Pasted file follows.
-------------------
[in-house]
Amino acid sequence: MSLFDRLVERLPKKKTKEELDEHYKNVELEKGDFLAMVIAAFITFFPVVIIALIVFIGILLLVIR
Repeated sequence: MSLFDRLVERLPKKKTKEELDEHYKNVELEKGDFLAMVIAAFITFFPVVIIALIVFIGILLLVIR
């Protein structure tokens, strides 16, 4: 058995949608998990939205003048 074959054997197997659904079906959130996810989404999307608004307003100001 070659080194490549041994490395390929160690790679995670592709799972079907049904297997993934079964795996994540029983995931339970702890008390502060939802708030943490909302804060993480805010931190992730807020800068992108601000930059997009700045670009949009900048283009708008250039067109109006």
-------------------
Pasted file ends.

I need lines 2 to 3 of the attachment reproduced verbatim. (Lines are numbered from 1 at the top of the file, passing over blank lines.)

Amino acid sequence: MSLFDRLVERLPKKKTKEELDEHYKNVELEKGDFLAMVIAAFITFFPVVIIALIVFIGILLLVIR
Repeated sequence: MSLFDRLVERLPKKKTKEELDEHYKNVELEKGDFLAMVIAAFITFFPVVIIALIVFIGILLLVIR